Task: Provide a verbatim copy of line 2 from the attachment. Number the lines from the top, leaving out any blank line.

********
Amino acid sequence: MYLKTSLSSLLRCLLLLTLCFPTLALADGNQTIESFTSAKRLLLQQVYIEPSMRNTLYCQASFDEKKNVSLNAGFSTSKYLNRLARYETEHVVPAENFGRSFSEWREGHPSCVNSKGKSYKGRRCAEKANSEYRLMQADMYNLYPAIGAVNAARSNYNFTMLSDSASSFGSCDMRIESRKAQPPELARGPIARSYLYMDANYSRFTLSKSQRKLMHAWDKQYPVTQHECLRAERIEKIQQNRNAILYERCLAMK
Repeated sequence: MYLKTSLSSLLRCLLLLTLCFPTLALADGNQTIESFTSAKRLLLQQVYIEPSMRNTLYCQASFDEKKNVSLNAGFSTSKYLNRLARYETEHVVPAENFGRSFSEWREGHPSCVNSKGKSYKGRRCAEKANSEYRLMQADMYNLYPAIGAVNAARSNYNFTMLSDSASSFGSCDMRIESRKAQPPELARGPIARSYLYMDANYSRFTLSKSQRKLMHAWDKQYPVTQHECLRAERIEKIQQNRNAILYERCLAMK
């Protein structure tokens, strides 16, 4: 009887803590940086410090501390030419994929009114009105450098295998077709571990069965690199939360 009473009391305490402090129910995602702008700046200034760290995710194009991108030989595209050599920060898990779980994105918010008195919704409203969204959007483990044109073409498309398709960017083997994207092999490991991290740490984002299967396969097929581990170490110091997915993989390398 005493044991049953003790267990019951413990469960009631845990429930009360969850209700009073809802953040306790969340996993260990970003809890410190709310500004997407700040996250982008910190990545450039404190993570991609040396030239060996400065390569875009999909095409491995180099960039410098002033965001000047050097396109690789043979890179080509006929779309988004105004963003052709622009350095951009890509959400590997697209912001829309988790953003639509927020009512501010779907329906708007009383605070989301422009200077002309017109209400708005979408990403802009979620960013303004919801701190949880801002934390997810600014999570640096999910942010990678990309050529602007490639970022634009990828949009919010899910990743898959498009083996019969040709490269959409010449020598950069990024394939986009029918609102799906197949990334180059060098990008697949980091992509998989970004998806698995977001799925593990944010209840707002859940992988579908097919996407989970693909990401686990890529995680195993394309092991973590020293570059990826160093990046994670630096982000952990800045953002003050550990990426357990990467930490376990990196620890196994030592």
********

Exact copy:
Repeated sequence: MYLKTSLSSLLRCLLLLTLCFPTLALADGNQTIESFTSAKRLLLQQVYIEPSMRNTLYCQASFDEKKNVSLNAGFSTSKYLNRLARYETEHVVPAENFGRSFSEWREGHPSCVNSKGKSYKGRRCAEKANSEYRLMQADMYNLYPAIGAVNAARSNYNFTMLSDSASSFGSCDMRIESRKAQPPELARGPIARSYLYMDANYSRFTLSKSQRKLMHAWDKQYPVTQHECLRAERIEKIQQNRNAILYERCLAMK